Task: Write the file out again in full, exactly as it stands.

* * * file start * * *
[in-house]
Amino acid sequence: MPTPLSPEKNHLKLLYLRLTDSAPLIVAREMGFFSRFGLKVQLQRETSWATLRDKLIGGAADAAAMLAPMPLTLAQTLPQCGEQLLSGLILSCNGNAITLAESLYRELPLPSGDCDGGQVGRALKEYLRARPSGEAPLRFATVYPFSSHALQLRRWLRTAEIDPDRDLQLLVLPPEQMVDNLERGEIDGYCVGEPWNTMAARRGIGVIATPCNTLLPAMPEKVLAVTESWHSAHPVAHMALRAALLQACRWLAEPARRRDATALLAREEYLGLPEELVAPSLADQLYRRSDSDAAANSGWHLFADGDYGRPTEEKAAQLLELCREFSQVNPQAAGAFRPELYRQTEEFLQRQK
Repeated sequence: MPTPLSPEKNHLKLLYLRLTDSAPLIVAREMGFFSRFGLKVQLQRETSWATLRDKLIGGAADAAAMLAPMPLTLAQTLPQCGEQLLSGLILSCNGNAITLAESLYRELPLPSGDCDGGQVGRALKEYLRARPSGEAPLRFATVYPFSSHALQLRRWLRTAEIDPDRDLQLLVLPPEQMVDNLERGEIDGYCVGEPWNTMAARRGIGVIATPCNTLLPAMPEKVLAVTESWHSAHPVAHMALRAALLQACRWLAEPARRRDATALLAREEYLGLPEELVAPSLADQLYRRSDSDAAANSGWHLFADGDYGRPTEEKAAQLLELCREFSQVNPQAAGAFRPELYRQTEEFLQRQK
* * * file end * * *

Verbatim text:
[in-house]
Amino acid sequence: MPTPLSPEKNHLKLLYLRLTDSAPLIVAREMGFFSRFGLKVQLQRETSWATLRDKLIGGAADAAAMLAPMPLTLAQTLPQCGEQLLSGLILSCNGNAITLAESLYRELPLPSGDCDGGQVGRALKEYLRARPSGEAPLRFATVYPFSSHALQLRRWLRTAEIDPDRDLQLLVLPPEQMVDNLERGEIDGYCVGEPWNTMAARRGIGVIATPCNTLLPAMPEKVLAVTESWHSAHPVAHMALRAALLQACRWLAEPARRRDATALLAREEYLGLPEELVAPSLADQLYRRSDSDAAANSGWHLFADGDYGRPTEEKAAQLLELCREFSQVNPQAAGAFRPELYRQTEEFLQRQK
Repeated sequence: MPTPLSPEKNHLKLLYLRLTDSAPLIVAREMGFFSRFGLKVQLQRETSWATLRDKLIGGAADAAAMLAPMPLTLAQTLPQCGEQLLSGLILSCNGNAITLAESLYRELPLPSGDCDGGQVGRALKEYLRARPSGEAPLRFATVYPFSSHALQLRRWLRTAEIDPDRDLQLLVLPPEQMVDNLERGEIDGYCVGEPWNTMAARRGIGVIATPCNTLLPAMPEKVLAVTESWHSAHPVAHMALRAALLQACRWLAEPARRRDATALLAREEYLGLPEELVAPSLADQLYRRSDSDAAANSGWHLFADGDYGRPTEEKAAQLLELCREFSQVNPQAAGAFRPELYRQTEEFLQRQK